The recent referenda in Catalonia and Kurdistan, while by no means crucial developments for Russia, have resulted in a lively debate in the Russian media and the Russian public opinion. The Kremlin itself has refrained from making any strong statements, possibly indicating that there might be several schools of thought on these issues in key ministries. Let’s look at these two situation from the Russian point of view.
This is the comparatively simpler one of the two: there is no way Russia is going to take the risk of alienating Iran, Iraq, Syria and Turkey. Furthermore, ‚Äúindependent Kurdistan‚ÄĚ is so clearly a US-Israeli project that there is no constituency in Russia supporting this concept. Or is there?
Let’s not forget the for all the official smiles and declarations of mutual friendship, Erdogan is not, and will never, be trusted by the Kremlin. Furthermore, let’s not forget that Russia and Turkey fought 12 (twelve!) wars (1568-1570, 1672-1681, 1686-1700, 1710-1713, 1735-1739, 1768-1774, 1787-1791, 1806-1812, 1828-1829, 1853-1856, 1877-1878, 1914-1918). Neither should we forget the role Turkey played in supporting Takfiri terrorism in Chechnia. Or the fact that Erdogan himself bears a huge responsibility in the bloodbath in Syria. Oh and there is the issue of the Russian bomber shot down (with US assistance) over Syrian airspace. So, all in all, there is a lot in the past and the Russians will not ignore it. While it is most definitely not in the Russian national interest to fully support an independent Kurdistan anywhere (meaning not in Turkey, not in Iraq, not in Iran and not in Syria), a Realpolitik approach would strongly suggest that the Russian have an objective interest in keeping the Kurdish issue festering just to have a potential leverage against Turkey. Is that cynical? Yes, absolutely. I am not saying that this is morally/ethically right, only that there will be those in Russia who will make that case.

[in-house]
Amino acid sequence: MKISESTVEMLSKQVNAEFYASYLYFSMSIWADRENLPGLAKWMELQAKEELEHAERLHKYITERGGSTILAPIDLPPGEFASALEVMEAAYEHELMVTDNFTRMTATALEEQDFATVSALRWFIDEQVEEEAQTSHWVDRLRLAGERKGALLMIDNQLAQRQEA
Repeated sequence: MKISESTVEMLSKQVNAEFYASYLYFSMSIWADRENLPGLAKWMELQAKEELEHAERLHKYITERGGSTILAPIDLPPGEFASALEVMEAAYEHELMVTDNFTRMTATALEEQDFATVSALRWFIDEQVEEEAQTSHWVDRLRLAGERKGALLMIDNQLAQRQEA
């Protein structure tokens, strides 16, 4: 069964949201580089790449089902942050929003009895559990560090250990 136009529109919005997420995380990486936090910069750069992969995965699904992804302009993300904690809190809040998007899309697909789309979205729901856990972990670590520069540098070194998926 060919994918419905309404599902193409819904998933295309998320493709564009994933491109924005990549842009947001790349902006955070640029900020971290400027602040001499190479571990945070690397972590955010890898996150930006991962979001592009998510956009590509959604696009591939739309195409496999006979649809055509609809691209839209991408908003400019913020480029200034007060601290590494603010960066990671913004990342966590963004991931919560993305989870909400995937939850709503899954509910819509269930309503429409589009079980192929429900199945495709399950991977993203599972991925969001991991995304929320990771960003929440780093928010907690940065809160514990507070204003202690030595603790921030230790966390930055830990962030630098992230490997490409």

I think that the real issue for Russia is this: is peace between Russia and Turkey even possible? I personally believe that it is and, not only that, but I even believe that peace between Russia and Turkey is absolutely necessary. And that, in turn, means that it might even be inevitable. Let me explain.
First, 20th, 19th, 18th, 17thand 16th century dynamics are simply not transferable to the 21st century. If the geographical factors have not changed during the past centuries, military realities have. Yes, Russia and Turkey still can compete for influence or for the control of the Black Sea, but for the first time in history the outcome of a Russian-Turkish war has become absolutely predictable: Russia wins, Turkey loses or even disappears entirely. The Russians know that, and so do the Turks. This is exceedingly unlikely to change in the foreseeable future.